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In step with the season

Dance events in Boston this winter.

December

Raks Nativity

Dec. 11, 7:30 p.m.

Cambridge Family

YMCA Theatre

820 Mass. Ave., Cambridge

$10-$12, 888-771-0809

www.raksnativity.bellydancernepenthe.com

The Ahlam Selene Dance Company presents a different spin on the standard Christmas story, illustrating its scenes with Middle Eastern dance and music from locales as far-flung as Egypt and Moorish Spain. The performance benefits Cradles to Crayons, a charity that helps provide needy children 12 and under with basic necessities.

‘Urban Nutcracker’

Dec. 3-18

Wheelock Family Theatre

200 The Riverway, Boston

$25-$50, 617-879-2300

www.wheelockfamilytheatre.org

Same old “Nutcracker” giving you the doldrums year after year? Dig this: BalletRox, along with more than 50 local children, will perform Anthony Williams’ interpretation of the quintessential Christmas ballet, which is set in contemporary Boston instead of 19th century Europe, injecting Tchaikovsky’s stodgy old work with some much needed livening-up via swing, hip-hop and tap — including a little Duke Ellington.

Christmas Reflections

Dec. 16-18

Robsham Theatre

at Boston College

140 Comm. Ave., Chestnut Hill

$15, 617-552-4002

www.bc.edu

This is a mix of a Christmas-themed story, music and dance choreographed by Robert VerEecke, BC’s Jesuit artist-in-residence, with Irish step dances performed by the O’Dwyer School of Irish Dancing. VerEecke is known locally for his much-loved piece “A Dancer’s Christmas,” which he retired in 2008. Some of the pieces at this show originated in that work, while others are brand new.

‘The Nutcracker’

Nov. 25 to Dec. 31

Boston Opera House

539 Washington St.

$40-$169, 617-695-6955

www.bostonballet.org

The Boston Ballet’s annual performance of Tchaikovsky’s immortal ballet pretty much sells itself, but we should mention that this year is the last time you’ll get to see this particular version of the work — its costumes and sets will be retired afterward, and artistic director Mikko Nissinen is going to spruce up his choreography for next year.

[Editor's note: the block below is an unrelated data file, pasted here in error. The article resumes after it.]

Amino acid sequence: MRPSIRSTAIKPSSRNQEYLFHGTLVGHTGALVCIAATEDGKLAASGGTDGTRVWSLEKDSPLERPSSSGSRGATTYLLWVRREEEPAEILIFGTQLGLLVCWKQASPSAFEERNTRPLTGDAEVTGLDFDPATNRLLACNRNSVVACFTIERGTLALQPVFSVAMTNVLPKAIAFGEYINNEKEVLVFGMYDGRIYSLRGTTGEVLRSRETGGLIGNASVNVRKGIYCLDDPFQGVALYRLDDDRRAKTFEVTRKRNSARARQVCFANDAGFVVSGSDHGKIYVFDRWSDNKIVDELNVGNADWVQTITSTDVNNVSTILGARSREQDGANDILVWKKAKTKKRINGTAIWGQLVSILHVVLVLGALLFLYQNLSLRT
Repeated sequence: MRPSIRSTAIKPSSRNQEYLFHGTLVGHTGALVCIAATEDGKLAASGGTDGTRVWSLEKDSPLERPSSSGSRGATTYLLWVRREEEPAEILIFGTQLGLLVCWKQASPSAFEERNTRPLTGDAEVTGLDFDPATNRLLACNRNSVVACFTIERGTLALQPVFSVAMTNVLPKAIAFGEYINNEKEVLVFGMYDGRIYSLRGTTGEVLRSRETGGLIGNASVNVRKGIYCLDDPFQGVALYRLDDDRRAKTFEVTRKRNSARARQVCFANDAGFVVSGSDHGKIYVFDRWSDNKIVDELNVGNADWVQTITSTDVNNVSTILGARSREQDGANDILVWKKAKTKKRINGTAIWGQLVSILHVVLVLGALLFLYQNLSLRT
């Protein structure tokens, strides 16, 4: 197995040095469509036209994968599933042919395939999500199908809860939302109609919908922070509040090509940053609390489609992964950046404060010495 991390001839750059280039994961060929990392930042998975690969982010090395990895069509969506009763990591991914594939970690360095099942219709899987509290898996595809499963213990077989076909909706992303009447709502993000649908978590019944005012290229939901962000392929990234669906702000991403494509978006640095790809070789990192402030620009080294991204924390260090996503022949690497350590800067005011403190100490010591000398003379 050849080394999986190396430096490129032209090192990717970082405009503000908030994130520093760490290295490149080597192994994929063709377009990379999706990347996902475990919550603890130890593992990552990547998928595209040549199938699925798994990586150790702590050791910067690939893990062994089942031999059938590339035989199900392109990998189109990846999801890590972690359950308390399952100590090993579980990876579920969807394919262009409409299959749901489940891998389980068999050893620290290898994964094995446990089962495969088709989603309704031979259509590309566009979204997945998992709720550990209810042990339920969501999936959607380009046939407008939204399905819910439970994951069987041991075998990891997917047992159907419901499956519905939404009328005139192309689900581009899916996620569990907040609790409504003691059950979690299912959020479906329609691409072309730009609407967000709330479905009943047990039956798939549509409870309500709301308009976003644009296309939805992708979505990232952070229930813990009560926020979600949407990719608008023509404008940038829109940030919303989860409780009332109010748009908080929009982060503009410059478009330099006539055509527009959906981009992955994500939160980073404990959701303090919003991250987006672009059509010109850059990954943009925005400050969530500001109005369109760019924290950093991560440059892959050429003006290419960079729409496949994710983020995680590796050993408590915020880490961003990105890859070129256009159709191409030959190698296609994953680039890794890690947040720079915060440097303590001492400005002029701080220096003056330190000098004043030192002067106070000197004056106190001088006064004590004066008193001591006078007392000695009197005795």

February

Inbal Pinto and Avshalom

Pollack Dance Company

Feb. 3 & 4

Paramount Theatre

559 Washington St., Boston

$50-$60, 617-482-6661

www.celebrityseries.org

The dormant dance calendar of January is broken by this Israeli group, which will perform a piece called “Oyster” with weird, mime-faced dancers in tattered tuxedos, delightfully manic circus music, girls being flung around on harnesses and choreography that frequently seems to have originated in Monty Python’s Ministry of Silly Walks. Full of humor and dark weirdness, it’ll be a colorful treat for mid-winter’s gray coldness.

‘X Dance 2012’

Feb. 9-12

Green Theatre

10 Boylston Pl., sixth floor, Boston

$12, 617-824-8000

www.emerson.edu

This concert is a showcase for Emerson’s dance department, featuring works choreographed and performed entirely by Emerson students. The choreogra-phers are Tyler Catanella, Wynn Harrison, Ashley Maietta, Janet Mullen and Kameron Tarlow. Any of them might get famous, so you should catch them before they inevitably move to New York after graduation to make it big.

‘Simply Sublime’

Feb. 9-19

Boston Opera House

539 Washington St., Boston

$25-$132, 617-695-6955

www.bostonballet.org

The Boston Ballet performs a well-rounded evening of top-shelf dance, with the world premiere of Florence Cler’s “Les Sylphides,” a one-act ro-mantic ballet set to Chopin; Christopher Wheeldon’s “Polyphonia,” a work for four cou-ples set to Ligeti; and George Balanchine’s “Symphony in Three Movements,” a large ensemble work set to Stravinsky.

‘Circa’

Feb. 29 to March 4

Paramount Center

559 Washington St., Boston

$50-$60, 617-824-8400

www.artsemerson.org

This acrobatic troupe from Australia foregoes the use of props like trapeze, vaults or rings. There is a piece involving a couple ropes, but otherwise it’s just human bodies performing spectacular feats of circus wonderment. There’s definitely an artsy flavor to their routines, often making it close to contemporary dance. Call it interpretive circus!

 
 
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